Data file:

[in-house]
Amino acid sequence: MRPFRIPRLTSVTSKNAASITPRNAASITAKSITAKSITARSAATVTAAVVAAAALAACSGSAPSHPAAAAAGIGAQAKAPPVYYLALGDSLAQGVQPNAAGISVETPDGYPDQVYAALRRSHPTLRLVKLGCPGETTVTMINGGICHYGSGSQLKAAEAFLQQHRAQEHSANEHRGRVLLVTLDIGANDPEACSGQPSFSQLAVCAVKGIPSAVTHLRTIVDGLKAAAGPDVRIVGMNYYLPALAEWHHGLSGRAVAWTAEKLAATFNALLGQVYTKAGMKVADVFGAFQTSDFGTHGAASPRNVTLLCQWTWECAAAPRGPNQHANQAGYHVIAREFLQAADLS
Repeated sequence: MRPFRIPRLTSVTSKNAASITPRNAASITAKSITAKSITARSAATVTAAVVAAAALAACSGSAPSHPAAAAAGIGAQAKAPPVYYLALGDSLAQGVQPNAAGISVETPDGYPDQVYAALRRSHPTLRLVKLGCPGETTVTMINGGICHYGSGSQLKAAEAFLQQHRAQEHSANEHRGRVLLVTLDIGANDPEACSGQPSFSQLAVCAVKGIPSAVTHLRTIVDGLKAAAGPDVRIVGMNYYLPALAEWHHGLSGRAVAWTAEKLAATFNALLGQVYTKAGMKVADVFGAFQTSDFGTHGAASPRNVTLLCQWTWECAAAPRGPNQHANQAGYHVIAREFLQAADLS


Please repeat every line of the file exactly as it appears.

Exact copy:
[in-house]
Amino acid sequence: MRPFRIPRLTSVTSKNAASITPRNAASITAKSITAKSITARSAATVTAAVVAAAALAACSGSAPSHPAAAAAGIGAQAKAPPVYYLALGDSLAQGVQPNAAGISVETPDGYPDQVYAALRRSHPTLRLVKLGCPGETTVTMINGGICHYGSGSQLKAAEAFLQQHRAQEHSANEHRGRVLLVTLDIGANDPEACSGQPSFSQLAVCAVKGIPSAVTHLRTIVDGLKAAAGPDVRIVGMNYYLPALAEWHHGLSGRAVAWTAEKLAATFNALLGQVYTKAGMKVADVFGAFQTSDFGTHGAASPRNVTLLCQWTWECAAAPRGPNQHANQAGYHVIAREFLQAADLS
Repeated sequence: MRPFRIPRLTSVTSKNAASITPRNAASITAKSITAKSITARSAATVTAAVVAAAALAACSGSAPSHPAAAAAGIGAQAKAPPVYYLALGDSLAQGVQPNAAGISVETPDGYPDQVYAALRRSHPTLRLVKLGCPGETTVTMINGGICHYGSGSQLKAAEAFLQQHRAQEHSANEHRGRVLLVTLDIGANDPEACSGQPSFSQLAVCAVKGIPSAVTHLRTIVDGLKAAAGPDVRIVGMNYYLPALAEWHHGLSGRAVAWTAEKLAATFNALLGQVYTKAGMKVADVFGAFQTSDFGTHGAASPRNVTLLCQWTWECAAAPRGPNQHANQAGYHVIAREFLQAADLS